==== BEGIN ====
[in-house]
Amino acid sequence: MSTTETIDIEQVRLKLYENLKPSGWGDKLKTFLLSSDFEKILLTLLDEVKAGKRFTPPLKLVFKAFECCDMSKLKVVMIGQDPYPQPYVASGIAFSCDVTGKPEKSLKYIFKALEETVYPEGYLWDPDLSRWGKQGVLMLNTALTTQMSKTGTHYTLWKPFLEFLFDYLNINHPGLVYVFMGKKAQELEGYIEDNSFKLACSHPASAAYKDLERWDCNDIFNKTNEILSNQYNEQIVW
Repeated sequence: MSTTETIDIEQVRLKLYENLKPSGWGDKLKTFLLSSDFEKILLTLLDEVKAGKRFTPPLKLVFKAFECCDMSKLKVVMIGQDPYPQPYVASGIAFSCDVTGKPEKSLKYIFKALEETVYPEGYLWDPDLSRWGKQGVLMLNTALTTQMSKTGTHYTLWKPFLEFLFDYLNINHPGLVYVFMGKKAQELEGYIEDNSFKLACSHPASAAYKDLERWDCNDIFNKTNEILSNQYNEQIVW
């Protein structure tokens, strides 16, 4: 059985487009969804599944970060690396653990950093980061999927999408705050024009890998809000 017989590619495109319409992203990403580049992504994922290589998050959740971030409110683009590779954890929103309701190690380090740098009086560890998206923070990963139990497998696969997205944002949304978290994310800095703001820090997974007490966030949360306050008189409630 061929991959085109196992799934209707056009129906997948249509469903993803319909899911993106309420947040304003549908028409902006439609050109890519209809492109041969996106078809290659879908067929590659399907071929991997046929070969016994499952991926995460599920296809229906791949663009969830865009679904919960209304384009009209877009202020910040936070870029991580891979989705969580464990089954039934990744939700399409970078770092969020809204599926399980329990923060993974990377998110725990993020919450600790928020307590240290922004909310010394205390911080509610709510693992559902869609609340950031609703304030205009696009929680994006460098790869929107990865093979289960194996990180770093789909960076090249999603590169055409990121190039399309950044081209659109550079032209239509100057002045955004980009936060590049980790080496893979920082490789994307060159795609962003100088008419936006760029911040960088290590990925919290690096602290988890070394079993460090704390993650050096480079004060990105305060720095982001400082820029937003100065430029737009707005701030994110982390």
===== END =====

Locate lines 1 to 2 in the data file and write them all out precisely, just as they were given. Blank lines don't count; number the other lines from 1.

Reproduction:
[in-house]
Amino acid sequence: MSTTETIDIEQVRLKLYENLKPSGWGDKLKTFLLSSDFEKILLTLLDEVKAGKRFTPPLKLVFKAFECCDMSKLKVVMIGQDPYPQPYVASGIAFSCDVTGKPEKSLKYIFKALEETVYPEGYLWDPDLSRWGKQGVLMLNTALTTQMSKTGTHYTLWKPFLEFLFDYLNINHPGLVYVFMGKKAQELEGYIEDNSFKLACSHPASAAYKDLERWDCNDIFNKTNEILSNQYNEQIVW